Note that there are two SDI servers. Each performs roughly the same functions, but for a different set of field devices. Lincoln substation has many IEDs, which justified a dedicated SDI server in the substation. Connections to the SDI server from the IEDs are either direct serial connections or over the station LAN.
The second SDI server is located at the control center. It provides access to data in a number of IEDs and RTUs scattered throughout multiple smaller sites, such as pole top distribution automation (DA) RTUs and distribution vaults. A small, hardened terminal server provides a remote serial port at the field device, with all associated software located in the control center SDI server. Since the eLAN solution is a network-based architecture, distributed implementations such as this are possible, resulting in a much lower system cost.
A primary objective of the system is to provide multiple, simultaneous host applications accessing each IED. The following are the primary applications deployed. Note that in many cases, a single data point is served to more than one of these applications.
EMS System Interface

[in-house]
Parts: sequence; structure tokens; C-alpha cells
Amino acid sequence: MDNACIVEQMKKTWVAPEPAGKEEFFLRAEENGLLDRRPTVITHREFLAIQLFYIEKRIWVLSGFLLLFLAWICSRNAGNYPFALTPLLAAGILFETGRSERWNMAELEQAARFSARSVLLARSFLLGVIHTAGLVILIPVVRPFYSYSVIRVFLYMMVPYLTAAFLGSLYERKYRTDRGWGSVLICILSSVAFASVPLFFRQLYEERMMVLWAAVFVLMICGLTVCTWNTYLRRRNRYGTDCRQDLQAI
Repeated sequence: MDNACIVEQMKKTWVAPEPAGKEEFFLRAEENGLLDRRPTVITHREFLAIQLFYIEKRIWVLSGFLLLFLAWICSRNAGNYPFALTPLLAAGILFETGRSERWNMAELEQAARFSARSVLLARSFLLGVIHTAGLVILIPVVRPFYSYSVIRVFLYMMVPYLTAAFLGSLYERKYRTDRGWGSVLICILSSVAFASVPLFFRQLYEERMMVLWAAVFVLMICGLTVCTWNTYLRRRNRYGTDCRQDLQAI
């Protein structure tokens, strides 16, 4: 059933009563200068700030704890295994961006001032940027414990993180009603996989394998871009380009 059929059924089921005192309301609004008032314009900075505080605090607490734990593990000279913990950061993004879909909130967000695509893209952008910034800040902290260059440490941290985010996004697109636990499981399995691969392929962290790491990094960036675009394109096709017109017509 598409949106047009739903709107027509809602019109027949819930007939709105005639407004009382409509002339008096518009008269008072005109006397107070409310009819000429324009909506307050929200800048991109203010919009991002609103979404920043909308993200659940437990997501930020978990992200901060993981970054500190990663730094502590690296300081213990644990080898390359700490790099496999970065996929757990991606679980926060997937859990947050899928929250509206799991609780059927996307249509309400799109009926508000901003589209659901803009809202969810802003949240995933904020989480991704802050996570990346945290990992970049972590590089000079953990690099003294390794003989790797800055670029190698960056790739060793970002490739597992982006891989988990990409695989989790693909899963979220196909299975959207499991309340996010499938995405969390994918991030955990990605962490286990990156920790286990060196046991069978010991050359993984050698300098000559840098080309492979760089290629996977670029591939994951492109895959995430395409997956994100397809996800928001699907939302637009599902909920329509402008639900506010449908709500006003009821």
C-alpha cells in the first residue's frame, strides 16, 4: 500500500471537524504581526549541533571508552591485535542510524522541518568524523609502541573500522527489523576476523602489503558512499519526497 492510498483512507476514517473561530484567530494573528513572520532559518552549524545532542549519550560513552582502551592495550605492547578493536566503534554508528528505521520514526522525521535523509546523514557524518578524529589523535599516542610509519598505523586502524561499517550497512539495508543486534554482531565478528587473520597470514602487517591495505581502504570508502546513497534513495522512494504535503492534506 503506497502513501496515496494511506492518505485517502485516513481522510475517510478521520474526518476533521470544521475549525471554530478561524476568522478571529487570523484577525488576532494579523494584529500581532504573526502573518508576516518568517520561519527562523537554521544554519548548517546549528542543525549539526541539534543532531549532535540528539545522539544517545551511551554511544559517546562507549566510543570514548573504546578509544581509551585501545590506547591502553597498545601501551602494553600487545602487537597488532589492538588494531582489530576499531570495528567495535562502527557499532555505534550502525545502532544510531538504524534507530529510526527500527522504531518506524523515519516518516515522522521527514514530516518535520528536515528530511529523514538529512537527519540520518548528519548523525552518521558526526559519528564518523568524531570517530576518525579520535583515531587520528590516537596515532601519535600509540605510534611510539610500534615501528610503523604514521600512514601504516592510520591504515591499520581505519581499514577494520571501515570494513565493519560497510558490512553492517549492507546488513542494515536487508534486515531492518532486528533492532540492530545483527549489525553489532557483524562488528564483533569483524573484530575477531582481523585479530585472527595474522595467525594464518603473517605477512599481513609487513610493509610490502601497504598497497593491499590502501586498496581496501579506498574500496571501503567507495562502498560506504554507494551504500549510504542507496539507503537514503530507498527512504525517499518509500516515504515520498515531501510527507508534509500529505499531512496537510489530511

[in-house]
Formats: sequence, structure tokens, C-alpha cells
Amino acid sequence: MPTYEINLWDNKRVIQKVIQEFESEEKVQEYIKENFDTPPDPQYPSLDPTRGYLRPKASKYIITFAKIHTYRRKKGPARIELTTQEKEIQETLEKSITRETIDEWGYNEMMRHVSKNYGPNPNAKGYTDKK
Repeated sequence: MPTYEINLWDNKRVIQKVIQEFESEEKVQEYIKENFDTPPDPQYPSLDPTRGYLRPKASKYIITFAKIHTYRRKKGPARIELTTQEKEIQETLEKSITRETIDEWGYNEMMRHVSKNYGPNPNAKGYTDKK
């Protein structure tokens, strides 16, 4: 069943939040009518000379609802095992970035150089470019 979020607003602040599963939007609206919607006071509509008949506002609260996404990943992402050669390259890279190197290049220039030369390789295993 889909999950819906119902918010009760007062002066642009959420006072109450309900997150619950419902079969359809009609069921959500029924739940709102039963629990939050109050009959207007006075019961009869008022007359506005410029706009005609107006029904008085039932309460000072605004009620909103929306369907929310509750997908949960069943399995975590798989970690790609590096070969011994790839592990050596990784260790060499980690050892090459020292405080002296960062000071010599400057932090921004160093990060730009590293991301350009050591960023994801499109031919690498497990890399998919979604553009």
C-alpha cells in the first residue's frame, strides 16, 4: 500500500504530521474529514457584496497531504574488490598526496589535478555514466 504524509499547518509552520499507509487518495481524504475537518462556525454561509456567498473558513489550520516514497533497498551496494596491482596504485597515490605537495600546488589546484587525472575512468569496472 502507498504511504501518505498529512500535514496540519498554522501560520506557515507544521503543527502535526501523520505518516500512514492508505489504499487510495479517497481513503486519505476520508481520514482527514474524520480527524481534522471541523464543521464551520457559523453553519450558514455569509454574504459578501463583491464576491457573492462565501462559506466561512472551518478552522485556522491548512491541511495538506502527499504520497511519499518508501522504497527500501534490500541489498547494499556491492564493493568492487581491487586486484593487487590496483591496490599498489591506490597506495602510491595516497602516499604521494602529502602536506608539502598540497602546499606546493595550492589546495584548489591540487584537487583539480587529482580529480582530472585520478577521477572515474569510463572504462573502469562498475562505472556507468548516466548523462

The EMS polls for data from each of the SDI servers. The server provides a single, virtual RTU for each physical device. Because of the SDI server’s processing power and the bandwidth available on the WAN, there is no need to concentrate multiple physical devices into a single virtual device. Maintaining a one-to-one relationship between physical and virtual devices allows point maps to be maintained from end to end through the system, resulting in an easy-to-understand system, and considerably reduced configuration effort.
Note that even though the network-based RTUs could be polled directly from the EMS, they are mirrored through the SDI server as well. This is to take advantage of the much lower poll latency of the SDI server. See http://www.bowsoft.com/downloads/dnp_poll_perf.pdf for further details.
Long term, only a small subset of the available data will be reported to the EMS. This traffic has priority over all other data.
PI Historian Interface
The PI historian is the repository for all IED data that is believed to be of interest, either now or in the future. The SDI servers maintain a separate connection with PI, based on the OPC (OLE for Process Control) standard.